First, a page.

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Trump Hits Liberia and Several African Countries with $15,000 Visa Rule

WASHINGTON – As the U.S. bids adieu to the Trump Administration, the outgoing President issued a new temporary rule that will see Liberians and citizens of 14 other African countries post bonds of up to $15,000 to visit the U.S.

The pilot program kicks off on December 24, intending to prevent visitors from 24 nations, including 15 African countries listed in the new travel rule, from overstaying their visas in the U.S. The program runs until June 24, 2021.

According to the State Department, “Visa applicants potentially subject to the Pilot Program include aliens who: are applying for visas as temporary visitors for business or pleasure (B-1/B-2); are from countries with high visa overstay rates.”

Some of the worst offenders leading to this new rule include are nationals of Burkina Faso, Burundi, Cabo Verde, Chad, the Democratic Republic of the Congo (Kinshasa), Djibouti, Eritrea, the Gambia, Guinea-Bissau, Liberia, Papua New Guinea, Sao Tome and Principe, and Sudan.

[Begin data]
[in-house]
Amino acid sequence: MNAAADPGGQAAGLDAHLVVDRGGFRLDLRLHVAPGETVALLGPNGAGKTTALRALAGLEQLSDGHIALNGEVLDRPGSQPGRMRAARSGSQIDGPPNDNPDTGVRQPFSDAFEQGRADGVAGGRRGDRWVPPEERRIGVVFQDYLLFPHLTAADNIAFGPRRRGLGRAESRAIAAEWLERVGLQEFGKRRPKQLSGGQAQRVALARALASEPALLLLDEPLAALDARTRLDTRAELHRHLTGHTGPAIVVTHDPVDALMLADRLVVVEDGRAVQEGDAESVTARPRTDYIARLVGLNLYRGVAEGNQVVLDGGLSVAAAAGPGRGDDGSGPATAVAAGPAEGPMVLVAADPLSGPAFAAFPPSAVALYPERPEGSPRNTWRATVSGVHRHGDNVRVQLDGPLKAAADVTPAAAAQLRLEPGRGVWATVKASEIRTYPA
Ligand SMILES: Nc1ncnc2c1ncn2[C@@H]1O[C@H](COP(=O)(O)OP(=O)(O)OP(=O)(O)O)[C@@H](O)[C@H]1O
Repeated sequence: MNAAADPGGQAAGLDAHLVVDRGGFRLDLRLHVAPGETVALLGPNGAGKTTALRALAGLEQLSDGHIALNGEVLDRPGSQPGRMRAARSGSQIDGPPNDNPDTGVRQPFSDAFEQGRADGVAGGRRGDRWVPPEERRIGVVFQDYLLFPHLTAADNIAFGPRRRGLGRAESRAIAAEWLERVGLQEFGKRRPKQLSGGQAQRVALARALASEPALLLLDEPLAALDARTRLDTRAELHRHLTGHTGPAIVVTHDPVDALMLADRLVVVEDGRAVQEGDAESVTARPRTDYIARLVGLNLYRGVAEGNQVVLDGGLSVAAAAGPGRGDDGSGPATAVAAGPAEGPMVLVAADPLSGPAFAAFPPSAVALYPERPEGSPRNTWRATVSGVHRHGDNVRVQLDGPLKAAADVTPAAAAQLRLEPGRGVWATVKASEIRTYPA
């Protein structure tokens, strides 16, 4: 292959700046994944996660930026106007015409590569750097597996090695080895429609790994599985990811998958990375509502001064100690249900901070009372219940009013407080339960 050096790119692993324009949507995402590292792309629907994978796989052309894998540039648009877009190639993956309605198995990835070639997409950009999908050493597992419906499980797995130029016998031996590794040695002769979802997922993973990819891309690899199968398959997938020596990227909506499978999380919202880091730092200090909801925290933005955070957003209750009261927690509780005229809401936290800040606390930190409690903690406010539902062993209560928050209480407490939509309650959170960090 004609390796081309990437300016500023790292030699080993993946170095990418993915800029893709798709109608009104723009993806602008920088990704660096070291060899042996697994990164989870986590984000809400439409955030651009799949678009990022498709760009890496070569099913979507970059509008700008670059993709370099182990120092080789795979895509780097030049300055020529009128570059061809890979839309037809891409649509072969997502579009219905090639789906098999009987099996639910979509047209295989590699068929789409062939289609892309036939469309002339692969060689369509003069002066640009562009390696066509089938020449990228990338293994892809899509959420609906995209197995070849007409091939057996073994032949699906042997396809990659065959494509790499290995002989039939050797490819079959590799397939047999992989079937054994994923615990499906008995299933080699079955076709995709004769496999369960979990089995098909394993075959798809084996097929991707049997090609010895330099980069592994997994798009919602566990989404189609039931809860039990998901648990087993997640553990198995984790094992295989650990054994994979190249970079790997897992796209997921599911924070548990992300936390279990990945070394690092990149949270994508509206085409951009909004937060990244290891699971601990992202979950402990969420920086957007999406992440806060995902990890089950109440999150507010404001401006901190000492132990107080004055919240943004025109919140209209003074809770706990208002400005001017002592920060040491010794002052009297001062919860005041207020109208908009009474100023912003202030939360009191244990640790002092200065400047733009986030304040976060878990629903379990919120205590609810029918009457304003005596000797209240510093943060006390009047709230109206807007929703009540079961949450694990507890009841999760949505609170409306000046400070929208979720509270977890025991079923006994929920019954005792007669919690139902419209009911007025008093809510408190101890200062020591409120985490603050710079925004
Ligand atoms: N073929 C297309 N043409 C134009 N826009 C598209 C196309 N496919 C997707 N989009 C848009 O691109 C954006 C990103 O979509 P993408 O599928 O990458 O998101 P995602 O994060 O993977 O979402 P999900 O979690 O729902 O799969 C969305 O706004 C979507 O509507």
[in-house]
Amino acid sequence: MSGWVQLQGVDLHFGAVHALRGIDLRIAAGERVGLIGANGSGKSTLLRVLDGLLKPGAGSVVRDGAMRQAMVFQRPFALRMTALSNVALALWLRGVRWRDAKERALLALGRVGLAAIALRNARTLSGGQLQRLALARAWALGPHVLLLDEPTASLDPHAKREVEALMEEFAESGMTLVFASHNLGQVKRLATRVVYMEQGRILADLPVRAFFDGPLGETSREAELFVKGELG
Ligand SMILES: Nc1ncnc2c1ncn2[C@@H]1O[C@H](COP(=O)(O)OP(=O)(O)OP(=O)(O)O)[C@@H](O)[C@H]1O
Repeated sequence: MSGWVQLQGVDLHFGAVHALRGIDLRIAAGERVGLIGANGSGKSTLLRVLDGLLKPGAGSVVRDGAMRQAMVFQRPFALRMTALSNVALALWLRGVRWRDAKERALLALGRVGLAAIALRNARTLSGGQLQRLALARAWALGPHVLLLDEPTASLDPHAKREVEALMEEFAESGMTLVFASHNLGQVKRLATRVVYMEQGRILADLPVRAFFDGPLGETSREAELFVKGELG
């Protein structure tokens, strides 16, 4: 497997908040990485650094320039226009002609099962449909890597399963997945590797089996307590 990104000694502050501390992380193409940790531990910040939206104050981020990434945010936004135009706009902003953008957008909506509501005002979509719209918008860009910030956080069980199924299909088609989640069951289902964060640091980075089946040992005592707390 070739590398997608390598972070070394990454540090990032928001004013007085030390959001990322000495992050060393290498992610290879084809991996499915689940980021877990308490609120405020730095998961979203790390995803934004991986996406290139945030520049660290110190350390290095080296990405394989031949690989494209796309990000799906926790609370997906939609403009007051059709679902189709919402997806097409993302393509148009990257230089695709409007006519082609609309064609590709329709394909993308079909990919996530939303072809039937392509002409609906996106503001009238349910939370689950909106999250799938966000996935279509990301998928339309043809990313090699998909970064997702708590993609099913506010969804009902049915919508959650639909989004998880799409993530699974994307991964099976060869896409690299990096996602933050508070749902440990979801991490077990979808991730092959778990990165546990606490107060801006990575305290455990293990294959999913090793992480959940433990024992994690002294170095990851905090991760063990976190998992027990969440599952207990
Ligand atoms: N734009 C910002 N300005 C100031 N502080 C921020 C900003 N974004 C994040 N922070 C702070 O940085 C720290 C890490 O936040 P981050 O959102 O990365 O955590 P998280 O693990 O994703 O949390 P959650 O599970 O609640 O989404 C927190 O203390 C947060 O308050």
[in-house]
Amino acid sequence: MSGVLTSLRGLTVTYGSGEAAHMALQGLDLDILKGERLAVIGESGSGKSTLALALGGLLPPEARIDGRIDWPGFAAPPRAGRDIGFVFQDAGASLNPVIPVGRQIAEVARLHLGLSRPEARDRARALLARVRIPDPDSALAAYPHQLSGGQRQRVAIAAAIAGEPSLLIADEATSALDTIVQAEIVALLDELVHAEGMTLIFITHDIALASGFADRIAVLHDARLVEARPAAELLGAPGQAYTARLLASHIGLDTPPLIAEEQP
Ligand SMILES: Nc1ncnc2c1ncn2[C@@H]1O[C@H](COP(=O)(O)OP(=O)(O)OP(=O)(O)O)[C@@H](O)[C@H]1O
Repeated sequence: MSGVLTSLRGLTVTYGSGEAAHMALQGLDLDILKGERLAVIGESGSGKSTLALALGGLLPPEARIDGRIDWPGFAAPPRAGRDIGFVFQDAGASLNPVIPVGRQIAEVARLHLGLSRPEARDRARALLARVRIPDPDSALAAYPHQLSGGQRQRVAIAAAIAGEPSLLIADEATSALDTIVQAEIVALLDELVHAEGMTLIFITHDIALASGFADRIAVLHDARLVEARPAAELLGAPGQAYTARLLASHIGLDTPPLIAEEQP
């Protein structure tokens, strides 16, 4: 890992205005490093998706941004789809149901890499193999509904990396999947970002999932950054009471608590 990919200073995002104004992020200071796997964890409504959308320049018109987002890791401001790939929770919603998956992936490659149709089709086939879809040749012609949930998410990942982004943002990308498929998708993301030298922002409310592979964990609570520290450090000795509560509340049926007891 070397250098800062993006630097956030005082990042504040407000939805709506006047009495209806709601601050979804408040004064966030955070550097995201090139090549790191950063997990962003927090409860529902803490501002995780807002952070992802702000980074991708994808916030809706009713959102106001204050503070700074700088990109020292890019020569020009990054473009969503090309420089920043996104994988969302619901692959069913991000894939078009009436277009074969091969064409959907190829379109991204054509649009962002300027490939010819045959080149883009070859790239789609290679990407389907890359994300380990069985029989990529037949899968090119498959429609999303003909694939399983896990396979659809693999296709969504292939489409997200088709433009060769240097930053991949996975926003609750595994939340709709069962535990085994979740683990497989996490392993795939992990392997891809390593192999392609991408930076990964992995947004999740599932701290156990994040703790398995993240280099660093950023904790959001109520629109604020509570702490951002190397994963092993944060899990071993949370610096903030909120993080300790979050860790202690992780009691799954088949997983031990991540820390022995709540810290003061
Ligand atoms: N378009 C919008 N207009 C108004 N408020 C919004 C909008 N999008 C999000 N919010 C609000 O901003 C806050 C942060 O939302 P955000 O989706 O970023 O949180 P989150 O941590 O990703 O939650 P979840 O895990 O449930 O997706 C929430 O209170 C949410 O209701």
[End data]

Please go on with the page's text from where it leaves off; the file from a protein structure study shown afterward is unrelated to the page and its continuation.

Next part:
In 2019, the U.S. Department of Homeland Security reported some of the worst offenders from Africa who overstay their visa include: Chad (44.94%), Burundi (32.92%), Djibouti (37.91%), Mauritania (30.49%, Eritrea (24.25%), and Liberia (14.45%).

Officials at the State Department stated the new rule is to encourage foreign governments to take all necessary actions to ensure their nationals timely depart the U.S. after their temporary visits. To enter the U.S., visitors from these countries will need to post a refundable bond of $5,000, $10,000, or $15,000 as a visa issuance condition. The U.S. consular officer will determine the amount based on the applicant’s visa and travel circumstances.

Many will recall that President Trump notoriously questioned why the U.S. would accept more immigrants from Haiti and “shithole countries” in Africa rather than places like Norway.

President-elect Joe Biden, who has pledged to reverse many of Trump’s immigration policies, is yet to offer a comment on whether he would change the overstay-prevention policy.

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